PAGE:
On Thursday, a coalition of countries led by Saudi Arabia bombed targets in Yemen, its neighbour to the south. The country’s major ports, including the strategically located Aden, were shut. Within hours, global oil markets were on the boil, with prices rising by 5%.

These developments signal the return of geopolitical risks to the global economy. These risks had waned as the world got used to the raging battles in Syria, the spread of the Islamic State and the slow fragmentation of authority in Libya. However, the attack on Yemen lies in a different class and brings to the fore a risk that has long been feared: the war of primacy between Saudi Arabia and Iran.

In the past two years, this stealth rivalry has been waged overtly in two locations. In Syria, where the balance of forces between rebels and the Bashar al Assad regime (supported by Iran) has turned into a stalemate and, over a slightly longer duration, in Iraq. While these have led to sudden spurts in oil prices, these have abated quickly. The Syrian conflict does not endanger any oil-producing region. In Iraq, the Iran-backed, largely Shia-dominated, government has kept oil flowing without much trouble. With the bombing of Yemen—openly by a coalition of Arab countries who fear Iran’s increasing power in the region—a third front has been opened in West Asia. There are other sites of conflict—Libya, for example—but these really don’t matter beyond a point. What happens in Yemen is important.

Yemen’s location is strategically crucial. The port of Aden is a major petrochemical storage and transit hub; the choke point of Bab el Mandeb—the strait that connects the Gulf of Aden to the Red Sea—is important for shipping oil to Europe and elsewhere through the Suez Canal. This is a volatile part of the world. The Gulf of Aden has seen attacks on transport vessels by Somali pirates in the past. That has led to increases in insurance premiums for shipping companies. But any major state-to-state conflagration can end the flow of cheap oil which countries across the world have come to enjoy in the past one year since oil prices collapsed.

It will be facile to say that Saudi Arabia won’t mind these prices inching up as it is one of the oil-exporting countries that has suffered most from the discovery of shale oil in North America. The Saudi game is wider.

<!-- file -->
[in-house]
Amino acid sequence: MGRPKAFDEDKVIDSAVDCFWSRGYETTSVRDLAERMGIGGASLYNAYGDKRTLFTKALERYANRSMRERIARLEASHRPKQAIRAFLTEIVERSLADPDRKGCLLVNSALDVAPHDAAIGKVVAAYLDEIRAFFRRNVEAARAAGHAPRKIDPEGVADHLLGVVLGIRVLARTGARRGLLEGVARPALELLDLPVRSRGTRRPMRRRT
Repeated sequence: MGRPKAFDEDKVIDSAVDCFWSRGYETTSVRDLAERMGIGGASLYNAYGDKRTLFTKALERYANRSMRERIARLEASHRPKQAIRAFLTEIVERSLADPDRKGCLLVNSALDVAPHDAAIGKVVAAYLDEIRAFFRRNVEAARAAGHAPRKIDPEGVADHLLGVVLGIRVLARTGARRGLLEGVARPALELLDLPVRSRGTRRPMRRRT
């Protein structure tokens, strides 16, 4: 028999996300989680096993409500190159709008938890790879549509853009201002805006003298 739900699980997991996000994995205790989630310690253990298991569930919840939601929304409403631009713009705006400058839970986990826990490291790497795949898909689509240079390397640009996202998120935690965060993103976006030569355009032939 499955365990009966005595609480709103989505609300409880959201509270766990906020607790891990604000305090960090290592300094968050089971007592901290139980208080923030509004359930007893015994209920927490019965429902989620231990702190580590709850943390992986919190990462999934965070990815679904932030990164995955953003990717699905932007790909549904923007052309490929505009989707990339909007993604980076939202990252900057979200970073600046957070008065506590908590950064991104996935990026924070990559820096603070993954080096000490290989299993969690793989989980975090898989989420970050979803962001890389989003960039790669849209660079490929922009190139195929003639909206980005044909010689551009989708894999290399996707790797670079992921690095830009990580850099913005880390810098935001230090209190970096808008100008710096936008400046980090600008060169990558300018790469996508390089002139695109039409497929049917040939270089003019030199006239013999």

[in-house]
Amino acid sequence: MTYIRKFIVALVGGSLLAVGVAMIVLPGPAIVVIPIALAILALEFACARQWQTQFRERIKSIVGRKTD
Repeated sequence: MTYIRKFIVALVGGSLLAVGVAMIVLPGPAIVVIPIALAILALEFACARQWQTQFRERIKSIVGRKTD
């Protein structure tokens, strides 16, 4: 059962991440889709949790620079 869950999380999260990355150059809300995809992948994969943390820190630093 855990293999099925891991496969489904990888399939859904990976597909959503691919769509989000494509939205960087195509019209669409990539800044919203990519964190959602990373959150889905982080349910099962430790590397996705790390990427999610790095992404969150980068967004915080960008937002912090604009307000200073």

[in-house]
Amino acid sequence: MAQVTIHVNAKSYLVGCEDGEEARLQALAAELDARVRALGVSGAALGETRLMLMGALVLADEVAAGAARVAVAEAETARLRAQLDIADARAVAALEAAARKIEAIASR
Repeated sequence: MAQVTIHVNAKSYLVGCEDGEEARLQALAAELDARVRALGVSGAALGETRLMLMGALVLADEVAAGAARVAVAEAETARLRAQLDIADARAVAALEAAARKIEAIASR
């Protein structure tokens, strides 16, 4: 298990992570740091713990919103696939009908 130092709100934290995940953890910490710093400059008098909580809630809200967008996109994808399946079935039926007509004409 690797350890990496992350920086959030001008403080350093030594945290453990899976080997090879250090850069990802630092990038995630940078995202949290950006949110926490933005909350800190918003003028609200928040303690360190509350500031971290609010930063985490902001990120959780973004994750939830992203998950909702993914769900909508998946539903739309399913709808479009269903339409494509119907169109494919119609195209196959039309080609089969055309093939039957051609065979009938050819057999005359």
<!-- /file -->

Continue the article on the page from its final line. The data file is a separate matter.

Two recent developments have upset the Saudi Arabian apple cart, forcing it to reveal its hand in Yemen. One, the impending nuclear deal between the US and Iran. This deal, which seems likely to go through except for a last minute hitch, will see an end to sanctions against Iran and give it breathing room for expansion in the region. Even with biting sanctions, Iran has not ceased to support its state (Iraq and Yemen) and non-state allies (Hezbollah in Lebanon). Minus the sanctions, this process will only deepen.

Two, the nuclear deal will not prevent Iran from gaining nuclear weapons capability, it will only slow the process by a couple of years at the most. If during the interim period, Iran manages to gain influence over vital pieces of real estate in West Asia, especially in Saudi Arabia’s periphery, Iran will become unstoppable by the end period of the nuclear deal.

From that perspective, the developments in Yemen proved untenable for Saudi Arabia. Yemen is now largely controlled by the Shia Houthis. The Houthis, originally from the province of Sa’dah in northern Yemen, now control those areas of the country that have historically been out of bounds for them. These include the southern provinces of Lahij, Ibb and Ad Dali. Even two months ago, when the Houthis dislodged Western and Arabian-backed president Abd Rabbuh Mansur Hadi, this appeared remote. But in the past two weeks, the Houthis have captured major southern towns, including Taiz and Aden. Now only the remote eastern provinces—Hadramaut and Al Mahrah—remain out of their control. The Houthis are openly backed by Iran.

Iran has openly assailed Saudi Arabia for its actions. Saudi Arabia is now being backed by almost all Arab countries in the Gulf Cooperation Council. The religious and political divisions of West Asia have never been so visible. But like many wars of great geopolitical consequence—from Corcyra in Ancient Greece to Crimea in the 19th century to Vietnam in the 20th—the fuse is generally lit in remote and backward regions. The Yemen of today fits that description.

What will be the consequences of the war in Yemen? Tell us at views@livemint.com​

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